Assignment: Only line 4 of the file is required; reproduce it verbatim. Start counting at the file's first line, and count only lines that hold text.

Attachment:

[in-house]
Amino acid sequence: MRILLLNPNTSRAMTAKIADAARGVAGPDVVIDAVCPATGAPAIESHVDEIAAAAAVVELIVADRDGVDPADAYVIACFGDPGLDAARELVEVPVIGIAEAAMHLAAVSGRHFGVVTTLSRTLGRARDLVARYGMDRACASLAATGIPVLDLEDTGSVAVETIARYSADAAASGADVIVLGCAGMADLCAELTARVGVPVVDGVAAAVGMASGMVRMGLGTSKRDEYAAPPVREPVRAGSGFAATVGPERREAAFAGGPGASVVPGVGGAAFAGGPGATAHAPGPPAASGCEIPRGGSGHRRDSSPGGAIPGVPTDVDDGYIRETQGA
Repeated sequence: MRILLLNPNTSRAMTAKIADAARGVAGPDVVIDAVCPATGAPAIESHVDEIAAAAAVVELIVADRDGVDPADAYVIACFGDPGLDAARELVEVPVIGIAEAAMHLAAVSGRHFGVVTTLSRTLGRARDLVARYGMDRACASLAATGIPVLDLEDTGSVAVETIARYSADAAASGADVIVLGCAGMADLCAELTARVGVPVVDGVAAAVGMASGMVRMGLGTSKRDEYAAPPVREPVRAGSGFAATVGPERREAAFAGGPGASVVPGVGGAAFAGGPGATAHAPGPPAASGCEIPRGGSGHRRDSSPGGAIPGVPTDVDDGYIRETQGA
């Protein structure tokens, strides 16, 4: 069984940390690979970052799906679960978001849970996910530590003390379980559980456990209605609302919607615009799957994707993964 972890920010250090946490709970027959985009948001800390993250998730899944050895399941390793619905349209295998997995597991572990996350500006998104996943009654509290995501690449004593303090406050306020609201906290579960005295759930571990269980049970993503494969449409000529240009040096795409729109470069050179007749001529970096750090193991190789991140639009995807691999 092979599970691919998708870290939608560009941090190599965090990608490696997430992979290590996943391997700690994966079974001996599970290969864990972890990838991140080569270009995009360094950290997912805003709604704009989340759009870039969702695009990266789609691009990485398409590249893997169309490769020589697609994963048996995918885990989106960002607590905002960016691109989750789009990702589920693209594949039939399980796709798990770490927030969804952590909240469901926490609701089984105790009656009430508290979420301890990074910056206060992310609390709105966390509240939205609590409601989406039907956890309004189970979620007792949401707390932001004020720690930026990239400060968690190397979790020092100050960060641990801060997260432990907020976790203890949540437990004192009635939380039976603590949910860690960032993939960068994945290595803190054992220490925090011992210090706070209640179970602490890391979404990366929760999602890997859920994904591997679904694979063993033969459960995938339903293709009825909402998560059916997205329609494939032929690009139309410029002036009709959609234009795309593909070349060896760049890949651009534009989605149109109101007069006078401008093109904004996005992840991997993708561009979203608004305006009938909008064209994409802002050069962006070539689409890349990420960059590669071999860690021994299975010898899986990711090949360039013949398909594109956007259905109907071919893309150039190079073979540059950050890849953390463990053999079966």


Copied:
């Protein structure tokens, strides 16, 4: 069984940390690979970052799906679960978001849970996910530590003390379980559980456990209605609302919607615009799957994707993964 972890920010250090946490709970027959985009948001800390993250998730899944050895399941390793619905349209295998997995597991572990996350500006998104996943009654509290995501690449004593303090406050306020609201906290579960005295759930571990269980049970993503494969449409000529240009040096795409729109470069050179007749001529970096750090193991190789991140639009995807691999 092979599970691919998708870290939608560009941090190599965090990608490696997430992979290590996943391997700690994966079974001996599970290969864990972890990838991140080569270009995009360094950290997912805003709604704009989340759009870039969702695009990266789609691009990485398409590249893997169309490769020589697609994963048996995918885990989106960002607590905002960016691109989750789009990702589920693209594949039939399980796709798990770490927030969804952590909240469901926490609701089984105790009656009430508290979420301890990074910056206060992310609390709105966390509240939205609590409601989406039907956890309004189970979620007792949401707390932001004020720690930026990239400060968690190397979790020092100050960060641990801060997260432990907020976790203890949540437990004192009635939380039976603590949910860690960032993939960068994945290595803190054992220490925090011992210090706070209640179970602490890391979404990366929760999602890997859920994904591997679904694979063993033969459960995938339903293709009825909402998560059916997205329609494939032929690009139309410029002036009709959609234009795309593909070349060896760049890949651009534009989605149109109101007069006078401008093109904004996005992840991997993708561009979203608004305006009938909008064209994409802002050069962006070539689409890349990420960059590669071999860690021994299975010898899986990711090949360039013949398909594109956007259905109907071919893309150039190079073979540059950050890849953390463990053999079966």